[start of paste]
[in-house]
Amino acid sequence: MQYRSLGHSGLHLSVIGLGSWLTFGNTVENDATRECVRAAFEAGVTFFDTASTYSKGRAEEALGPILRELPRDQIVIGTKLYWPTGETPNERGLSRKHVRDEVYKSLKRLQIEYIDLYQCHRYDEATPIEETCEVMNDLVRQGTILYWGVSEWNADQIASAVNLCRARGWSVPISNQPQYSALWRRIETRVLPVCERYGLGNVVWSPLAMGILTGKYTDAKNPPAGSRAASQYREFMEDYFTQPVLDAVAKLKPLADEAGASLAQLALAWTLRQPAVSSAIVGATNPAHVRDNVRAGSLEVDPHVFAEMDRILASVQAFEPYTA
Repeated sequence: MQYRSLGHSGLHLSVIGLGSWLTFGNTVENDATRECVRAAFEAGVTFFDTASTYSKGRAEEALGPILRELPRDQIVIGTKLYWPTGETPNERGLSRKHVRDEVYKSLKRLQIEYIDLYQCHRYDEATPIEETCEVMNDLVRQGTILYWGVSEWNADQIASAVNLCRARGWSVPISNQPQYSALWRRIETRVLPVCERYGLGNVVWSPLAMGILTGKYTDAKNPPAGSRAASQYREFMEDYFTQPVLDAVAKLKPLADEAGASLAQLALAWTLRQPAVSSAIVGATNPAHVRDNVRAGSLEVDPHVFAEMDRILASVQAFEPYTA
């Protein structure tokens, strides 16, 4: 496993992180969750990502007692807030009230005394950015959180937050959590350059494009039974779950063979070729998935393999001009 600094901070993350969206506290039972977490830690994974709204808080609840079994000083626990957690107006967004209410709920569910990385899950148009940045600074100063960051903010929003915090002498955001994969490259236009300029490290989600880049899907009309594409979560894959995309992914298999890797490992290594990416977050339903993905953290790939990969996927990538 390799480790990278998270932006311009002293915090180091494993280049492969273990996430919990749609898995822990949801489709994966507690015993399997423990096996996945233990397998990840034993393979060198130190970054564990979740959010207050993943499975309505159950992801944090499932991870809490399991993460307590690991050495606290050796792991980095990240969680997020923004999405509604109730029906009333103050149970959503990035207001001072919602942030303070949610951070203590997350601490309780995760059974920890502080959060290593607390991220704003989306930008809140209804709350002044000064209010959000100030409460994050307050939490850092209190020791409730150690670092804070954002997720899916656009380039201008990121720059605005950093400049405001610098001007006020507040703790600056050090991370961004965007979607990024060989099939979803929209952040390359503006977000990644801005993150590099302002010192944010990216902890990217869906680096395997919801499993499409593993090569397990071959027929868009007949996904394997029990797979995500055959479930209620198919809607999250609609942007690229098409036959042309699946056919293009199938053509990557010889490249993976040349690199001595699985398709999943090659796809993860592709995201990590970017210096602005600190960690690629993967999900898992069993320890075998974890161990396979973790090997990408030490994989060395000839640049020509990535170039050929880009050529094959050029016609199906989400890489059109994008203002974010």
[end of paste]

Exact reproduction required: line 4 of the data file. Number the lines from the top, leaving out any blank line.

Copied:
């Protein structure tokens, strides 16, 4: 496993992180969750990502007692807030009230005394950015959180937050959590350059494009039974779950063979070729998935393999001009 600094901070993350969206506290039972977490830690994974709204808080609840079994000083626990957690107006967004209410709920569910990385899950148009940045600074100063960051903010929003915090002498955001994969490259236009300029490290989600880049899907009309594409979560894959995309992914298999890797490992290594990416977050339903993905953290790939990969996927990538 390799480790990278998270932006311009002293915090180091494993280049492969273990996430919990749609898995822990949801489709994966507690015993399997423990096996996945233990397998990840034993393979060198130190970054564990979740959010207050993943499975309505159950992801944090499932991870809490399991993460307590690991050495606290050796792991980095990240969680997020923004999405509604109730029906009333103050149970959503990035207001001072919602942030303070949610951070203590997350601490309780995760059974920890502080959060290593607390991220704003989306930008809140209804709350002044000064209010959000100030409460994050307050939490850092209190020791409730150690670092804070954002997720899916656009380039201008990121720059605005950093400049405001610098001007006020507040703790600056050090991370961004965007979607990024060989099939979803929209952040390359503006977000990644801005993150590099302002010192944010990216902890990217869906680096395997919801499993499409593993090569397990071959027929868009007949996904394997029990797979995500055959479930209620198919809607999250609609942007690229098409036959042309699946056919293009199938053509990557010889490249993976040349690199001595699985398709999943090659796809993860592709995201990590970017210096602005600190960690690629993967999900898992069993320890075998974890161990396979973790090997990408030490994989060395000839640049020509990535170039050929880009050529094959050029016609199906989400890489059109994008203002974010």